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Brenda Laurel delivered keynote at UX Week 2013

Always delivers great thoughts in the theatre.

“Brenda Laurel has worked in interactive media since 1976. She currently serves as an adjunct professor in Computer Science Department at U. C. Santa Cruz. She served as professor and founding chair of the Graduate Program in Design at California College of Arts from 2006 to 2012. She designed and chaired the graduate Media Design Program at the Art Center College of Design in Pasadena (2001-2006) and was a Distinguished Engineer at Sun Microsystems Labs (2005-2006). Based on her research in gender and technology at Interval Research (1992-1996), she co-founded Purple Moon in 1996 to create interactive media for girls. In 1990 she co-founded Telepresence Research, Inc., focusing on virtual reality and remote presence. Other employers include Atari, Activision, and Apple. Her books include The Art of Human-Computer Interface Design(1990), Computers as Theatre(1991), Utopian Entrepreneur (2001), and Design Research: Methods and Perspectives (2004). Her most recent writing, Gaian IXD, was the cover article in the Sep-Oct 2011 issue of the journal Interactions. She earned her BA (1972) from DePauw University and her MFA (1975) and PhD. in Theatre (1986) from the Ohio State University.”

(Brenda Laurel a.k.a. @blaurel ~ UX Week 2013)

Six ways ecosystems have changed our roles and the way we work

Design not only an agent of change, but design itself is changing all the time.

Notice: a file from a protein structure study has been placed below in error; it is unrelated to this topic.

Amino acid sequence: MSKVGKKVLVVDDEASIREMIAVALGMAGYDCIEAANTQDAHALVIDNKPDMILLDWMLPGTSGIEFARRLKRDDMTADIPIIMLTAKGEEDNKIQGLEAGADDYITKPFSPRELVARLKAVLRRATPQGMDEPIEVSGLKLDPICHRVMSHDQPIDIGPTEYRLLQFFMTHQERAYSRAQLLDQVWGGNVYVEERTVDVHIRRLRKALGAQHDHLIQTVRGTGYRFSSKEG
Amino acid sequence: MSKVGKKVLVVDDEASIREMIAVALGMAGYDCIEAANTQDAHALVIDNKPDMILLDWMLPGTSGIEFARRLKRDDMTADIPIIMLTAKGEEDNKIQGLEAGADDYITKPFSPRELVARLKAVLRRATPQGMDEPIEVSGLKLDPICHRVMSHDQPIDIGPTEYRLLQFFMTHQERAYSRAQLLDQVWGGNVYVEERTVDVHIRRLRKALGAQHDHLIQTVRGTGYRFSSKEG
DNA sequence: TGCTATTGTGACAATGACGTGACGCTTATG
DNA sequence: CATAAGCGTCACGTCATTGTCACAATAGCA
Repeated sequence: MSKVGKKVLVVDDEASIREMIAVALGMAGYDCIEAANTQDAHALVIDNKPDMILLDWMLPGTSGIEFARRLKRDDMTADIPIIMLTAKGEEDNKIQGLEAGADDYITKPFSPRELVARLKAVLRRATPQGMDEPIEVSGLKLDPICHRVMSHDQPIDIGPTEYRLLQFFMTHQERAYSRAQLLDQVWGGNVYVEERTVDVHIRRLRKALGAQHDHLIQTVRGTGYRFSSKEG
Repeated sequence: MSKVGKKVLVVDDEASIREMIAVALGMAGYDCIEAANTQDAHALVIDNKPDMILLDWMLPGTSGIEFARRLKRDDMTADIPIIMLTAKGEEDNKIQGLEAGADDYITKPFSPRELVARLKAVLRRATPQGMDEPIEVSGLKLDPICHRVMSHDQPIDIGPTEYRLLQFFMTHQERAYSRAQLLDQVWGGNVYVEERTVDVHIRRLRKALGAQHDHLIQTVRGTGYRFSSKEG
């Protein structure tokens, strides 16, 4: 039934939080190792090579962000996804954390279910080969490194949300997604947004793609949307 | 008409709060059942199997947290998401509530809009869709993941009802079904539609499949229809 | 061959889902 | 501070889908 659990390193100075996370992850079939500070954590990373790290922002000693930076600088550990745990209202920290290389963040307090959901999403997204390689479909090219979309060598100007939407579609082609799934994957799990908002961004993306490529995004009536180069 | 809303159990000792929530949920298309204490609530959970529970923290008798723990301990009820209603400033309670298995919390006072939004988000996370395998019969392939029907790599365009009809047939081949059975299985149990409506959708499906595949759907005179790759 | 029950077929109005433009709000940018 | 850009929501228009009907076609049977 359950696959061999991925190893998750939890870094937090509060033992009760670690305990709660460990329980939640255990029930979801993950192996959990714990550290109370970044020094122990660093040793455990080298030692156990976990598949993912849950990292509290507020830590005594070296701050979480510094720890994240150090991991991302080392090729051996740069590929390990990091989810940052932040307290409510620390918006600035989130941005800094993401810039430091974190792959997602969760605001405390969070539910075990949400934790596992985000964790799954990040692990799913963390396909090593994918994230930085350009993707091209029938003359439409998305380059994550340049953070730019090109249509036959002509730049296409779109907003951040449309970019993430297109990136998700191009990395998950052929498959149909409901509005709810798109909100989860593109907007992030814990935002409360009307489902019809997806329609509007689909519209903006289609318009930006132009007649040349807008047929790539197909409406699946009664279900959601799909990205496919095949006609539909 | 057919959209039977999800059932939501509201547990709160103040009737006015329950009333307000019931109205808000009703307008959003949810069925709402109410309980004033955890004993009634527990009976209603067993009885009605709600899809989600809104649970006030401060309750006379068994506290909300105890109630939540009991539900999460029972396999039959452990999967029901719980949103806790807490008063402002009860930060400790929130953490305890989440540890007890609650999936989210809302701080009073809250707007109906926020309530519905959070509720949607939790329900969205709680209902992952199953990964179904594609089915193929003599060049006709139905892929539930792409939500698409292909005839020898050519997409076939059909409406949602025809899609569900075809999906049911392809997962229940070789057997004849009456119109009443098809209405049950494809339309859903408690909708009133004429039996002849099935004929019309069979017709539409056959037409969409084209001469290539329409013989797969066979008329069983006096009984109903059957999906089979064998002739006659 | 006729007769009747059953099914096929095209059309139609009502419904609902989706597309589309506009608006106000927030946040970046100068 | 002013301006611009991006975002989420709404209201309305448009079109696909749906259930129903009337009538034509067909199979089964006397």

“Smart companies no longer just ‘sell product’ – they build ecosystems of genuine value, comprised of dynamic, interconnected touch points that stoke customer interests and support their needs. Customer experience becomes an essential business strategy. In the midst of this shift, where lagging businesses struggle to follow suit, our role as UX professionals is evolving and forcing us to work differently.”

(Cindy Chastain a.k.a. @cchastain ~ MX Conference 2013)

“All of the work we do is change management”

Karens star is rising and rising.

Interview with Karen McGrane. ~ “For us this is a generational issue, and it’s our life’s work to help contribute to organizations’ learning how digital design (and information architecture) should fit into their organization. If we are going to be successful, we may not fix it for ourselves, but for the next generation of digital designers, I want to leave those organizations better off. There will also be some social darwinism, where the organizations that successfully navigate this transition are the ones that are going to survive.”

(IA Summit 2013)

David Weinberger keynote address at KMWorld 2012: Facilitating knowledge sharing

Knowledge sits in the relations, not in the nodes.

“Now we have a new medium and this medium is capacious beyond belief, and is linked. So what we’re seeing within this capacious medium is knowledge living at the level of the network, not in the individual nodes, not in the books, not in the minds of the individual experts, but knowledge now consists, in my view, of knowledge networks.”

(David Weinberger)

The Hero with a Thousand Faces

Just make the customer, the user or ‘whatever-you-call-this-person’ the Hero of the Story.

“(…) the best services are those that allow us to tell our stories. And the next challenge in design is based on the fact that more and more objects are connected. The amount of data available about all of us and our environment is growing tremendously. But what to do with this data? Our lives are not made up of data, but of choices: a thousand small choices everyday. And stories. Data becomes valuable when it is interpreted by humans. We have to make sense out of it. And we should use it to tell better stories, richer stories from which we can benefit.”

(Louisa Heinrich ~ NEXT Berlin service design)

Critical Dialogue: Interaction, Experience and Cultural Theory

Some real gems in this one.